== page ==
general · poetry

The Process of Poetry

As may be already obvious, I absolutely love writing poetry. I am not saying I am the best in the world or anything like that, but to make pretty little things out of virtually nothing makes me happy and feeling good. It might also be necessary to clear out here that ‘pretty’ for me here doesn’t mean happy or joyous, but in general something that sounds good to myself and sort of takes away some clutter from my head and makes everything a little nicer for a while.

There are times when I feel the need to write, though, but nothing comes out. These times I have to maybe force me to write whatever crappy things come to my head before I can manage something nice. Sometimes I write plenty of these crappy things and never get to the real thing. Sometimes I go back to the crappy ones and find that they are actually quite nice as well.
Other times, however, things seem to, more or less, come out of me without me wanting them to. I can be sitting in the bus or in class, where for one reason or another I’m unable to whip out a notebook and scribble down something fast, even. So eventually my phone and the corners of my school papers are full of silly little phrases or sentences that I can maybe at some point use or have already used in a poem. Usually these bursts of inspiration come at times when I’m already busy with loads of things to do and should concentrate on something more important.

Regardless of when and how I manage to get into writing something, the way I write my poems varies as well.
Sometimes I hear or see or read little phrases that get stuck in my head and are so lovely that I simply have to use them as titles of poems. This means that the idea or theme would also be set before writing anything more, because most of the time my titles reflect the rest of the poem. Usually this approach does not work. I end up staring at the title for a good while and writing something worthless, just to wipe it off (since I write in pen, mostly, not on the computer), and replace it with something equally unsatisfactory. Often I end up abandoning the whole thing, and the title is used in some other context, perhaps in another poem within the text itself.

Another possibility is that I have heard, read or seen something that gives me an inspirational sentence that I simply have to include in a poem. It used to be the first line, mostly, but nowadays I’ve gotten the habit of including these scraps somewhere in the middle. Sometimes they are so powerful (to me, perhaps, personally), that they go straight to the end as a punchline. There are days when this happens more often, and days when this doesn’t happen at all, naturally. But as an example, the day before (or yesterday, I’m not entirely sure), I saw yellow and orange leaves fallen on the river I cross with the bus everyday, and I thought it was beautiful. Later, I just happened to think of something about a lost storyline, and thought it would make a neat line in a poem.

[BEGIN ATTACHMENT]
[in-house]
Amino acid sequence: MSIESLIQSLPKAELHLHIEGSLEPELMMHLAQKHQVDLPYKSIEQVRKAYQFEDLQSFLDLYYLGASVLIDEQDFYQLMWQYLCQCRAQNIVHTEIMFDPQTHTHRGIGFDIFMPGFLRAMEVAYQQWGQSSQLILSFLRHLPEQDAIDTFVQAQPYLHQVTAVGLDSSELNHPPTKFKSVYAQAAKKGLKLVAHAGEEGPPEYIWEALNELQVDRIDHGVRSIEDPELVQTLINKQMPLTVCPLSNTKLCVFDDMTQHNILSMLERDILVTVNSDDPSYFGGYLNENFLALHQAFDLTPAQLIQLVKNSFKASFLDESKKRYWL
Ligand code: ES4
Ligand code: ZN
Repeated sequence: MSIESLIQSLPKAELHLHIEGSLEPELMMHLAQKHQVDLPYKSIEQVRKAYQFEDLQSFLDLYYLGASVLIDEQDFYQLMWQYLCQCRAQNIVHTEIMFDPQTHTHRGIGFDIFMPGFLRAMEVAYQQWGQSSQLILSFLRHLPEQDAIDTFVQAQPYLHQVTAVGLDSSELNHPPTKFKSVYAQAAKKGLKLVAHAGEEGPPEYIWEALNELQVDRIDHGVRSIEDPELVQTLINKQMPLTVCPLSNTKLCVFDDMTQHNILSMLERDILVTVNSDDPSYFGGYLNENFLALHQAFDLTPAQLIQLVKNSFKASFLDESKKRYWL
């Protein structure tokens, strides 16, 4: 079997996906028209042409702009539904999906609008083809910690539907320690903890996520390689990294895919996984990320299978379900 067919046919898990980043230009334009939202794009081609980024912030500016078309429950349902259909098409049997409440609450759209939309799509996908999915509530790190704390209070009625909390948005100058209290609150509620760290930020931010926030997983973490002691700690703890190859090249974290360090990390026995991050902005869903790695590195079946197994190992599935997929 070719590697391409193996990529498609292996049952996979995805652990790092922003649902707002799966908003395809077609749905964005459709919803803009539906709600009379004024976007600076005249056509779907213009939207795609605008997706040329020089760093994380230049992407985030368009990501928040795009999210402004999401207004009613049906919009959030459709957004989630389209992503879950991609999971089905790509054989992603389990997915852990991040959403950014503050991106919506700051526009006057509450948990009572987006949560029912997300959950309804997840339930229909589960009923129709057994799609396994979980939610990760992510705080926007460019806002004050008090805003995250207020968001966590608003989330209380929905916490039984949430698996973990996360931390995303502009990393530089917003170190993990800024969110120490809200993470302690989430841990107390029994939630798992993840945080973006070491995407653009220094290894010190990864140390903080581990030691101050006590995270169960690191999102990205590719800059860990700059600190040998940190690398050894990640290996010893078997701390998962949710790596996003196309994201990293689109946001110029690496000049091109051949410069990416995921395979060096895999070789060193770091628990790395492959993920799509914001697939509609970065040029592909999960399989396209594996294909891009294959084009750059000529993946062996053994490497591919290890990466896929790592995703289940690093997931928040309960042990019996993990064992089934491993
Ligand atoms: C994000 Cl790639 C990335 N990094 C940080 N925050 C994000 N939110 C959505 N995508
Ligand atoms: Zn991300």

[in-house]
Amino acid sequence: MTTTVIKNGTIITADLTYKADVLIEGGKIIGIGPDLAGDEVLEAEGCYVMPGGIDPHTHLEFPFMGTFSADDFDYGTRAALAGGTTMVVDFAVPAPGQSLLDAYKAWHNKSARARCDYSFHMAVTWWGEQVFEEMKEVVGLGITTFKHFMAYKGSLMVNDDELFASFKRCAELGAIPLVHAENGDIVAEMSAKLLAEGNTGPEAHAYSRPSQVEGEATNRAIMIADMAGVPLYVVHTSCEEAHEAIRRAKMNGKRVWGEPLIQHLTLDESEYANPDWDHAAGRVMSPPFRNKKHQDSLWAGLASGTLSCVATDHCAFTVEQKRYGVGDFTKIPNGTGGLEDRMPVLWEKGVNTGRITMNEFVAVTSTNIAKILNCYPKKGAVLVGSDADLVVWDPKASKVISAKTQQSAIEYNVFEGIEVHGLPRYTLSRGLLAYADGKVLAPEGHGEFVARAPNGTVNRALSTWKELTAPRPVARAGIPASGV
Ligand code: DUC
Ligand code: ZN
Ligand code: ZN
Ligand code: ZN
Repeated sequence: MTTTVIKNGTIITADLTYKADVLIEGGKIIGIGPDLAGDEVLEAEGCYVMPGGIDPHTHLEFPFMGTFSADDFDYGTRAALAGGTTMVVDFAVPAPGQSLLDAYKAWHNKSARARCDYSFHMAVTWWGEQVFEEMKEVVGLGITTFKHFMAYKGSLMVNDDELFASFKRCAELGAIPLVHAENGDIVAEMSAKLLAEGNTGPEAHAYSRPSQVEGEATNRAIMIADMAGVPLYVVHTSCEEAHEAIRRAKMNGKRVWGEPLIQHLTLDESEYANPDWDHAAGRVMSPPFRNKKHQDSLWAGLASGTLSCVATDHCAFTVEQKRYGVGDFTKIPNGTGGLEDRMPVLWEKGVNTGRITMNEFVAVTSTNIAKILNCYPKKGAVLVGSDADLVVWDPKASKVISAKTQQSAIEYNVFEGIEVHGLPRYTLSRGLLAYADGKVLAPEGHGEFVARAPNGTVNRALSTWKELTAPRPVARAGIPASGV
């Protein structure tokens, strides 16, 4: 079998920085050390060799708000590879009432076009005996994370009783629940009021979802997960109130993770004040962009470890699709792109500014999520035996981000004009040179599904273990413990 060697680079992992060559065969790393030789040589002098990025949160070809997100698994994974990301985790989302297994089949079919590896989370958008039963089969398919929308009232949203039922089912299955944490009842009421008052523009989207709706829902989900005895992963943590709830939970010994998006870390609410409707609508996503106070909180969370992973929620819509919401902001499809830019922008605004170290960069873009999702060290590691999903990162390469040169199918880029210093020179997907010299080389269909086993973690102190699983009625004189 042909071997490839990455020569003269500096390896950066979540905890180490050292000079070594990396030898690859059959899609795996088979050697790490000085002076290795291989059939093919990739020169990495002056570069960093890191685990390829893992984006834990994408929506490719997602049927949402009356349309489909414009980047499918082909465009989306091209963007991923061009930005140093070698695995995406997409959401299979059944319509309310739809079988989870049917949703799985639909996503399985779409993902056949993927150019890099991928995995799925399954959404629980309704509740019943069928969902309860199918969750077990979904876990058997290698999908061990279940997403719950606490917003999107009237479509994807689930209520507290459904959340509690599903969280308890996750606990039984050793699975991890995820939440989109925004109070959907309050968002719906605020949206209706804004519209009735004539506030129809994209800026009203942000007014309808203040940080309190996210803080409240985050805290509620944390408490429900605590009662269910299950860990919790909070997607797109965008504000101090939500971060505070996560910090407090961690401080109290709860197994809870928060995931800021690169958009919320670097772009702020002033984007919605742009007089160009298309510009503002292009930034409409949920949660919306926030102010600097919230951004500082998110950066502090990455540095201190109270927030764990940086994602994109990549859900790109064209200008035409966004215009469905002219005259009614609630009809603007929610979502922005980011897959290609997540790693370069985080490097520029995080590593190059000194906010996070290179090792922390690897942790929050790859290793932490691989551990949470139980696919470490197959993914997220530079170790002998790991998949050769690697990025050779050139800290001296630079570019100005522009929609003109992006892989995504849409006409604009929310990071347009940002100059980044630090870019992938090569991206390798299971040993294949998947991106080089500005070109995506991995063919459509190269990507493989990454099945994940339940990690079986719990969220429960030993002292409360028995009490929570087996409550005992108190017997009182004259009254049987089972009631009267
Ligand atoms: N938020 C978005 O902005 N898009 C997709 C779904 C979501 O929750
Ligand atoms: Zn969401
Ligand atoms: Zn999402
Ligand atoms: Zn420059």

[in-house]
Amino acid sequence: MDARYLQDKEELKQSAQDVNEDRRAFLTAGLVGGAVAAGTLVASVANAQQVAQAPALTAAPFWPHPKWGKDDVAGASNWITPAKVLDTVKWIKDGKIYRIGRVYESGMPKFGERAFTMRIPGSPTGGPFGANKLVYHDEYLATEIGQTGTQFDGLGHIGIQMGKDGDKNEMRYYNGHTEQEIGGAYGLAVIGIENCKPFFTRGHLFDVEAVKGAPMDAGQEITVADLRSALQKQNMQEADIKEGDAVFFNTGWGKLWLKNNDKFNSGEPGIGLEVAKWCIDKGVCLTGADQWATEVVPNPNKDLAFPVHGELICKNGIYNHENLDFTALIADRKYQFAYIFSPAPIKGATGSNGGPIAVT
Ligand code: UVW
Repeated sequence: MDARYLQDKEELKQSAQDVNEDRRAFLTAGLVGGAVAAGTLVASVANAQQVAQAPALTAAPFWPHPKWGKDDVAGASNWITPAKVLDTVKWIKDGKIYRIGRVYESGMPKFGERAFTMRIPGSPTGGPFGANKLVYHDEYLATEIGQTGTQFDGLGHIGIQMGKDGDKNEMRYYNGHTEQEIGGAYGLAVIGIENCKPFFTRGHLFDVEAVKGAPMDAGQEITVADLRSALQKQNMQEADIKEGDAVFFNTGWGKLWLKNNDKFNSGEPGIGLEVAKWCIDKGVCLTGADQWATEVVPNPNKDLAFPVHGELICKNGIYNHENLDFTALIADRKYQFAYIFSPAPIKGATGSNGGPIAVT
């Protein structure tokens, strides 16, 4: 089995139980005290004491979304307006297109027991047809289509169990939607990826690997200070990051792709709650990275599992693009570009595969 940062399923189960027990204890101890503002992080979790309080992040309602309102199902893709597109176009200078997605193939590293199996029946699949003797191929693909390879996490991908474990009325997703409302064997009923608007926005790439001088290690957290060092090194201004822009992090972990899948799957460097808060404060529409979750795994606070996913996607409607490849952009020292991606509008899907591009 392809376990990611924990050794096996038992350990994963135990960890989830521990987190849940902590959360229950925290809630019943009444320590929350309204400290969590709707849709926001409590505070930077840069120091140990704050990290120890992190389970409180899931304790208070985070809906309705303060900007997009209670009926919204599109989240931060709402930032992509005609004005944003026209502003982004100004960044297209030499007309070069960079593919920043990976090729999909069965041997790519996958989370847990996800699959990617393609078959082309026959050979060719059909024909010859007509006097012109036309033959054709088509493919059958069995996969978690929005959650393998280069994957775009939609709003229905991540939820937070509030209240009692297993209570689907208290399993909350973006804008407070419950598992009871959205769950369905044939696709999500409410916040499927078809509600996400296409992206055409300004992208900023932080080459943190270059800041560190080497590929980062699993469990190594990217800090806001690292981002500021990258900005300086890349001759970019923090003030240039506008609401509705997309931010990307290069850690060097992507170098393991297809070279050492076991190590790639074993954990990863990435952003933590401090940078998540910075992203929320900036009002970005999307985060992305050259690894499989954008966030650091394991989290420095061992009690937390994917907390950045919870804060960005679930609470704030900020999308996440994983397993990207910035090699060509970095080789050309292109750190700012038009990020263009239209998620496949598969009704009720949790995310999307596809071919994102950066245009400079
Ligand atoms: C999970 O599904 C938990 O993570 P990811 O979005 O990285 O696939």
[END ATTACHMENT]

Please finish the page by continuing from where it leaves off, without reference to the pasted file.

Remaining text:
When I feel like writing, I often take up these little fragments, write them on the top of the page for inspiration and set my pen to work. Of course, this doesn’t always work as planned. For example, with the two pieces mentioned above, my original idea was to write only one poem. However, once I was finished with the first one (Storyline), I noticed that the leaves didn’t really fit in. So I wrote another one for that (Seasons). This is not the only possible outcome, though. There is a poem, I think it is the one called On Words and Their Consequences, which has a phrase ‘echo without a voice’. When I tried to write something based on this, I actually came up with two or three poems, none of which had the line in them. It was close to Halloween, so naturally I was thinking ghosts when I thought about the words, but for some reason all the poems where somehow too happy (surprisingly) to include such a powerful line. So, then I figured I’d write something else, and forget about the echoes, since it was obviously not going to work out, and came up with a poem where I indeed used it. One that had nothing to do with ghosts, really. Or maybe in a very symbolic way? I guess it just wanted to be used in a way I didn’t even think it could.

Most comfortable for me is, for some reason, to just let the words flow out of me and onto the page, without me really editing or censuring any of it until the end, only if it simply doesn’t fit in the rhythm. I might not even know what I’m writing about until I’m finished. Often I sit for a good 10 minutes, reading the poem again and again until all the words suddenly come together and it lays there open and full of meaning. And then I can come up with a proper title, once I’ve figured out what the poem actually deals with.

I don’t know, maybe all this sounds horribly weird to anyone else reading it, but it’s the way this particular brain works.

Another point of interest is that the process varies from language to another.
In Finnish I usually have an idea I want to express and then come up with the poem around it. In English is as I mentioned above, I write the poem before knowing what it’s about.
Also in Finnish I think it is easier for me to write more freely, as in, out of a set rhythm, maybe without rhymes and all that. In English I feel completely lost without a proper structure. Although recently, even in Finnish, I keep falling in rhymes. I wrote a poem recently which starts and finishes without rhymes, but the middle is in rhyme.



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